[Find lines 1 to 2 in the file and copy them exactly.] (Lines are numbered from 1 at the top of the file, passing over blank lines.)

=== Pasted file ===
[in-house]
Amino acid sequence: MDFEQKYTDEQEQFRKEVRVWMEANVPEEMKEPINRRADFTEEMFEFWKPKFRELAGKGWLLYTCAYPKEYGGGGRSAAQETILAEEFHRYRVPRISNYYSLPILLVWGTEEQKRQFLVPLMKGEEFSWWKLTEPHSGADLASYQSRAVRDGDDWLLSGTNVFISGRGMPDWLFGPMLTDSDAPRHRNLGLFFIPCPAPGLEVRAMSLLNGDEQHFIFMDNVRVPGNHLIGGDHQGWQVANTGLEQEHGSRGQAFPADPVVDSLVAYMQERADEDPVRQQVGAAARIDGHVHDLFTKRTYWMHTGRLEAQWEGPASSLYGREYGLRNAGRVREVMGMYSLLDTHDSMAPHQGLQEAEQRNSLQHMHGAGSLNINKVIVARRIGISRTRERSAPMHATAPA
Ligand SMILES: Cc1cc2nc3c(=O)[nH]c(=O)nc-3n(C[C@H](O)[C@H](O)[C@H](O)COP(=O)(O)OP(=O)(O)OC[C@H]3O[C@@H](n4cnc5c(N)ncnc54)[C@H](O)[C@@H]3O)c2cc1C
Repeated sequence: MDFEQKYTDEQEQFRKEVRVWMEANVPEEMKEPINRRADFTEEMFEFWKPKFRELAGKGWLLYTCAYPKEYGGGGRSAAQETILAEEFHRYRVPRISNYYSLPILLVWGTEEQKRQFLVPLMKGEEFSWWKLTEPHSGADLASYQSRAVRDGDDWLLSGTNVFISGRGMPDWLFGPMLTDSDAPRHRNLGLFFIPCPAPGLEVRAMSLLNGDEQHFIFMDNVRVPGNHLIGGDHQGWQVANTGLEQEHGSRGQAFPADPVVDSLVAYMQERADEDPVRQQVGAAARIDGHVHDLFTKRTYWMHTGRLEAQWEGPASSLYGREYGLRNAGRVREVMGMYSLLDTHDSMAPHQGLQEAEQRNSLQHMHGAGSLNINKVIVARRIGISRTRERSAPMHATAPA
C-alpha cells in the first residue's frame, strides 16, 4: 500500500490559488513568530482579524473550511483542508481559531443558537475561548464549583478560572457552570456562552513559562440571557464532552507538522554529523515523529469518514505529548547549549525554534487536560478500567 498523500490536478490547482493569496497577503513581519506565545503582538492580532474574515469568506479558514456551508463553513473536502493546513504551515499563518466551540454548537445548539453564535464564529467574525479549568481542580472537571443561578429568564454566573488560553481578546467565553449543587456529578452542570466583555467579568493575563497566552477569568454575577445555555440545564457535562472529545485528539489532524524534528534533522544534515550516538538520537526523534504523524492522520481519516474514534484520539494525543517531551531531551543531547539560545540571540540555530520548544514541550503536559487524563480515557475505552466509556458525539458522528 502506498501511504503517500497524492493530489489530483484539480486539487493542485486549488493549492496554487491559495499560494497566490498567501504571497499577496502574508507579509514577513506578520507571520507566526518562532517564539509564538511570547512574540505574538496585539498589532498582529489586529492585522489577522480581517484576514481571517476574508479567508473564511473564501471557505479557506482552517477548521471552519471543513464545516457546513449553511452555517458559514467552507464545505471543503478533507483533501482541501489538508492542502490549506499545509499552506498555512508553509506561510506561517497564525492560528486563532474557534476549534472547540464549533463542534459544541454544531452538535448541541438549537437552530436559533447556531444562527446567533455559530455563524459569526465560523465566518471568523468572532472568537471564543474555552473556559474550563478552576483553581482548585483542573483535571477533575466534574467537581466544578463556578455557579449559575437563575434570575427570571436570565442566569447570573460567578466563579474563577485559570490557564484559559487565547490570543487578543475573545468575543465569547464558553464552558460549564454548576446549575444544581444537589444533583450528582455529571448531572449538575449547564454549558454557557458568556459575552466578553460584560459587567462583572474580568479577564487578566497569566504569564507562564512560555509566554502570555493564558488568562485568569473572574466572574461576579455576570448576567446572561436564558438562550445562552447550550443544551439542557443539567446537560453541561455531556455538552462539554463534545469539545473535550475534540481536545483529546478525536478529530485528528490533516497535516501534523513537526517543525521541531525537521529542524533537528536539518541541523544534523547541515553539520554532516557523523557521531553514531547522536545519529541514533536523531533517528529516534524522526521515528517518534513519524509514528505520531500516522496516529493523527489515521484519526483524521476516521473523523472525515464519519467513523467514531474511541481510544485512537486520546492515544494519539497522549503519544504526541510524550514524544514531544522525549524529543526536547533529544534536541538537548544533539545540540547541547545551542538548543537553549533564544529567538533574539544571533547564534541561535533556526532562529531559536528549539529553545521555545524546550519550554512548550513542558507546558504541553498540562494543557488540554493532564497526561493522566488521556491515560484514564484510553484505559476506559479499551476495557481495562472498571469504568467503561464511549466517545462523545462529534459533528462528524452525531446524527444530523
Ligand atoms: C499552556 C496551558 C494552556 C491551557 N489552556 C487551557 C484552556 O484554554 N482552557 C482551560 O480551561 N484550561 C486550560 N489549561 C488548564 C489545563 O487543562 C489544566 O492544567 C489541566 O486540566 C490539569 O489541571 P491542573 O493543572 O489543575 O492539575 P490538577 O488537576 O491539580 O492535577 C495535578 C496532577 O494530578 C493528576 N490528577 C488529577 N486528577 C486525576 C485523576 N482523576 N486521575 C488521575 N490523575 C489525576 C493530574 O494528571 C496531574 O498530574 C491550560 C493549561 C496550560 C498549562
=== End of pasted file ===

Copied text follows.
[in-house]
Amino acid sequence: MDFEQKYTDEQEQFRKEVRVWMEANVPEEMKEPINRRADFTEEMFEFWKPKFRELAGKGWLLYTCAYPKEYGGGGRSAAQETILAEEFHRYRVPRISNYYSLPILLVWGTEEQKRQFLVPLMKGEEFSWWKLTEPHSGADLASYQSRAVRDGDDWLLSGTNVFISGRGMPDWLFGPMLTDSDAPRHRNLGLFFIPCPAPGLEVRAMSLLNGDEQHFIFMDNVRVPGNHLIGGDHQGWQVANTGLEQEHGSRGQAFPADPVVDSLVAYMQERADEDPVRQQVGAAARIDGHVHDLFTKRTYWMHTGRLEAQWEGPASSLYGREYGLRNAGRVREVMGMYSLLDTHDSMAPHQGLQEAEQRNSLQHMHGAGSLNINKVIVARRIGISRTRERSAPMHATAPA